Read on to learn about the benefits of basement ADUs, find links to examples of basement ADUs, and become familiar with what the deal-breakers are if you’re considering converting a basement into an ADU.
Josh Salinger, owner of Birdsmouth Construction, had his first experience building an ADU when his company converted an unfinished basement into an apartment in 2011. Josh and his team pay careful attention to energy efficiency, wall assemblies, insulation, and heating and cooling systems.
John and his wife Stephani decided to use their savings to purchase a house with potential for a basement ADU. This investment would provide flexibility in terms of both their finances and their housing options.
Quick Facts Setting: urban Neighborhood: Buckman, Portland, OR Type: daylight walk-out basement Use: long-term rental Square Footage: 700 Year Built: 1899 Year Basement Converted to ADU: 2013 Owners: Amanda Punton Designer-Builder: Das Chapin & Amanda … Continue reading
Francie and Michael had three primary design criteria for their ADU. First, it had to be easy to maintain. Second, it had to be sustainable – both financially and environmentally. Finally, it had to be a pleasant space to call home.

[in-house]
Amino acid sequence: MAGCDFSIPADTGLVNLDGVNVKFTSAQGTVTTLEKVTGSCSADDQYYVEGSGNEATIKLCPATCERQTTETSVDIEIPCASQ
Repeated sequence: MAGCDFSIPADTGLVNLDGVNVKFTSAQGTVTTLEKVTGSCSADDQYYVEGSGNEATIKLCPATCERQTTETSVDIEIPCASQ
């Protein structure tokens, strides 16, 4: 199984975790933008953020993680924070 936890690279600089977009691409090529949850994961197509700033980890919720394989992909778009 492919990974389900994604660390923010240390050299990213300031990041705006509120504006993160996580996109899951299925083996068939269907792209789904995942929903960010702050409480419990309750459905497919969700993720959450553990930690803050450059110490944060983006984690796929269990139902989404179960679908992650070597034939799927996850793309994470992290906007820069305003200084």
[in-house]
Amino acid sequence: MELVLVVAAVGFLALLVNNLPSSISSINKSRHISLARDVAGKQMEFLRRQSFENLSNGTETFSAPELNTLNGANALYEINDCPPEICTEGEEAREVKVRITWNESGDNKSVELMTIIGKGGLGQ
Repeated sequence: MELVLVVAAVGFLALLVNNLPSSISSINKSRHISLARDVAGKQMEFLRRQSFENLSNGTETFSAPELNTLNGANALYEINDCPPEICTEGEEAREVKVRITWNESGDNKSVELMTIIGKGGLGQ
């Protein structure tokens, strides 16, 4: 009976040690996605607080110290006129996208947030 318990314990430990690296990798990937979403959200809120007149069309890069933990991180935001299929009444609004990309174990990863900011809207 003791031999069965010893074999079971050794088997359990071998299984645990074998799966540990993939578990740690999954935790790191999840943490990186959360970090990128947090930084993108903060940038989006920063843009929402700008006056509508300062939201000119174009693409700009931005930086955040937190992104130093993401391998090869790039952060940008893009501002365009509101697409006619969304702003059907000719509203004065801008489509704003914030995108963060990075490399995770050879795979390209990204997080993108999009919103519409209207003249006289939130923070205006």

When Bonnie Dalton was younger, her grandma lived in a family owned ADU. So when Bonnie was older and her husband’s parents needed a little extra support, Bonnie naturally thought of creating an ADU at her own house.
Joe wanted to provide a private entrance for his tenants. The ADU has its own walkway and stairs on the side of the house, so it looks and feels separate from the rest of the house. There were a few challenges in designing and building the ADU; however, they were fairly easy to overcome.
Derin and Andra realized that if they were going to a do a full basement remodel, including a full seismic upgrade and new bedrooms, a bathroom, and recreation space, it would make sense to add a kitchen as well to create a fully self-contained unit. As they researched ADUs they were convinced to create one in their basement because it would create housing flexibility, enable them to have family close by, create community, and provide income potential.
John used a home equity line of credit (HELOC) and credit cards to turn his basement apartment into a permitted ADU. His primary design consideration was that he wanted the apartment to be a fully self-contained residence.
When Wally and Lara decided to get married, start a family, and start their own business, they decided they wanted a space of their own. However, they didn’t want their friends to have to have to move out, so Wally and Lara decided to convert the basement into a separate affordable living space.